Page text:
Korean webtoons have made a remarkable growth during the past 10 years. And in recent years, Korean webtoons have attracted special attention because of their role of covering the story of the visual contents industry. Research related to the trend of Korean webtoons is largely divided into social and cultural analysis and Korean webtoons related to the type of narrative analysis of the media dimension. This study is significant because it tends to provide clues that can significantly examine the present situations of Korean webtoons. The daily-toons reflect the day-to-day self-narratives of the author and has the characteristics of a growth narrative. In the early period daily-toons, the authors confessed shyly their surplus lives but now they tell their love, marriage, and parenting to readers. For 10 years the authors have changed their life style from that of surplus in their 20s to that of petit bourgeois in their 30s. And it’s true that the author’s narrative is the ‘growth narrative’. But the reader’s daily life was not that of the ‘growth narrative’ unlike the author. Rather, reader’s life has regressed for 10 years. Meanwhile the cripple taste [byeongmat] comics were very interesting. Usual narrative has the order of “introduction, development, turn, and conclusion,” but the cripple taste [byeongmat] comics are equipped with the structure of ‘introduction, development, turn, and cripple taste [byeongmat]’. Current trends in research related to the cripple taste [byeongmat] comics is to define the characteristics of the particular structural form. These studies are based on the premise that the cripple taste [byeongmat] comics are endowed with stocked distinctive structure and format. However, this paper attempts to analyze that the idea of its specific structure and format of the cripple taste [byeongmat] is just re-territorialization of previous narratives.
  • 10.

    A study on the Tombstones for Monks at Early Goryo Dynasty

    Jaebum Lee | 2016, (62) | pp.301~340 | number of Cited : 4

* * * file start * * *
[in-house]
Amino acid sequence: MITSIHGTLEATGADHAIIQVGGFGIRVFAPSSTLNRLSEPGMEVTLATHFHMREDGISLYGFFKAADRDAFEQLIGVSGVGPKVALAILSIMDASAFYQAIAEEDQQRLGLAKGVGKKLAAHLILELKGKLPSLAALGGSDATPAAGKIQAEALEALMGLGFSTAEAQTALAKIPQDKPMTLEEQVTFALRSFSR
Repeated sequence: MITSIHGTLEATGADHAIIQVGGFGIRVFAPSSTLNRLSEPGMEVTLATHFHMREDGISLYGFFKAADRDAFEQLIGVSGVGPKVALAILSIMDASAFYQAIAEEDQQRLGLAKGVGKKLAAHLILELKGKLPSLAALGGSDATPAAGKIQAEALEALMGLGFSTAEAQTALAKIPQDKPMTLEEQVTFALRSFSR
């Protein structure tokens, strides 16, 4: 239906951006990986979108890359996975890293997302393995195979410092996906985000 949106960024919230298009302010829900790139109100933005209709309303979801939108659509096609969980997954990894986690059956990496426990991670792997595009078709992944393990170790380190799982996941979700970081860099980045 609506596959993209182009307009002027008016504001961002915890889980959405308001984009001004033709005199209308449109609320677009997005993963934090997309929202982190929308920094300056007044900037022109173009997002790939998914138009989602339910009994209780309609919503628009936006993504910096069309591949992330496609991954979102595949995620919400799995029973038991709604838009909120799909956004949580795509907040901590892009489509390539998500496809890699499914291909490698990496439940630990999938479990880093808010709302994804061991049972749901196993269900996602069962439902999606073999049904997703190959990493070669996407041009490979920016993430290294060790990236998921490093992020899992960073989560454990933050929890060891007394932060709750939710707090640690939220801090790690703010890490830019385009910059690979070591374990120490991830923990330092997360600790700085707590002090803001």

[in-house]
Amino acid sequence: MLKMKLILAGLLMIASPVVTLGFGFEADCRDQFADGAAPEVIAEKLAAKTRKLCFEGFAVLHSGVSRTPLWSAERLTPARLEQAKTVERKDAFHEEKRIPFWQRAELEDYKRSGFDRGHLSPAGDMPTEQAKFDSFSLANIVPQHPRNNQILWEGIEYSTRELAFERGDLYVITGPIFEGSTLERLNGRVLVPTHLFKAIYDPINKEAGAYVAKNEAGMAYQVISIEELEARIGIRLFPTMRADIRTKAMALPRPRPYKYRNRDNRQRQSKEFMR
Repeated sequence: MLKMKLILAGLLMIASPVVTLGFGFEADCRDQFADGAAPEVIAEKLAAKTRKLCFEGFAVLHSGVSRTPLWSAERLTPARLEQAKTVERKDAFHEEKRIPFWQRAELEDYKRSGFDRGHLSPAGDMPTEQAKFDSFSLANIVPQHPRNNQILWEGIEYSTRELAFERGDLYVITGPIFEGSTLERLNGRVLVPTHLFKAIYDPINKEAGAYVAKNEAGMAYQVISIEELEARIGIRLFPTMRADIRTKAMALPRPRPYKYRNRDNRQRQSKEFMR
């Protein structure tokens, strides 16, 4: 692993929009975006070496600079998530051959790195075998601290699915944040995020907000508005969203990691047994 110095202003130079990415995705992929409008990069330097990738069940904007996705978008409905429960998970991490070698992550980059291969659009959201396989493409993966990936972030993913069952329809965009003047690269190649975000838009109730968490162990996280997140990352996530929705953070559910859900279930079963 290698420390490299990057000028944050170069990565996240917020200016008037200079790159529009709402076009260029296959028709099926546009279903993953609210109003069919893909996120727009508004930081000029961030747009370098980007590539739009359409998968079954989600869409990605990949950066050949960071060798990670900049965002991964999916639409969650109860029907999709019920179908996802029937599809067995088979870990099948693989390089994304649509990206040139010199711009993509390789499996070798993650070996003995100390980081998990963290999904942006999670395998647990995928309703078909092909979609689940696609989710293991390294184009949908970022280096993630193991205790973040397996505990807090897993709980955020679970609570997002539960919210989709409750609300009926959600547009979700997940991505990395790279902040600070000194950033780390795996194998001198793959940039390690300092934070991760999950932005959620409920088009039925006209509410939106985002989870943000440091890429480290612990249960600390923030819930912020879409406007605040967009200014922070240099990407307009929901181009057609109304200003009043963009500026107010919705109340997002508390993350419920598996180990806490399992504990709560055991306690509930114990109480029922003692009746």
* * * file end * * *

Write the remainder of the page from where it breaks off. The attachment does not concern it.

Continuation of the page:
This study has examined the epitaphs of 18 tombstones of Buddhist monks from the reign of King Taejo to King Gwangjong of the Goryeo dynasty with regard to the period of their creation and erection and the estimated social status of the monks based on their contents. It found that the tombstones of the senior Buddhist monks were usually built within 10 years after their death but some were erected 30 years after they passed away. All of the tombstones of the Buddhist monks that have been handed down today are those erected after 937 when the Goryeo dynasty unified the Later Three Kingdoms period. Most of the priests were known to have been closely related to Wanggeon, the founder of Goryeo. Some of them had closely served Gyeonhwon and Gungye but came to stand by Wanggeon later. Those figures met the unification of the Later Three Kingdoms on the side of Wanggeon. The epitaphs of the tombstones erected during the reign of Wanggeon, or King Taejo, show that the two priests had already passed away before the reunification of the Later Three Kingdoms. Because the epitaphs of the tombstones had been written totally in favor of Wanggeon by using lots of symbols and metaphors, the contents should be analyzed carefully. The social status of the monks was estimated to be the middle class or of the lesser position. Their ancestors did not seem to have been influential and those in the maternal line had not exerted influence on them. It was estimated that there had been no student in their families. Meanwhile, their motive of becoming a Buddhist monk was mostly attributed to the financial problems of the families, and, considering that the average age to became a buddhist monk was fifteen, to their wish to avoid the duty of national defense or forced labor. They succeeded on their own, rather than making use of their forefathers’ influences. Interestingly, political aspirations, rather than the aspects of religion or faith, stood out prominently in the process of their rise to become highranking Buddhist priests. The monks had never been one-sided in favor of a particular faction constantly during the fluctuating period of the Later Three Kingdoms period. The monks preserved their temples and adhered to their religious doctrines on the side of the stronger factions. The currently remaining tombstones of the monks are mostly situated on the border areas of the Later Three Kingdoms. In other words, those monks whose activities were written in the epitaphs of the tombstones, were marginal men or peripheral figures.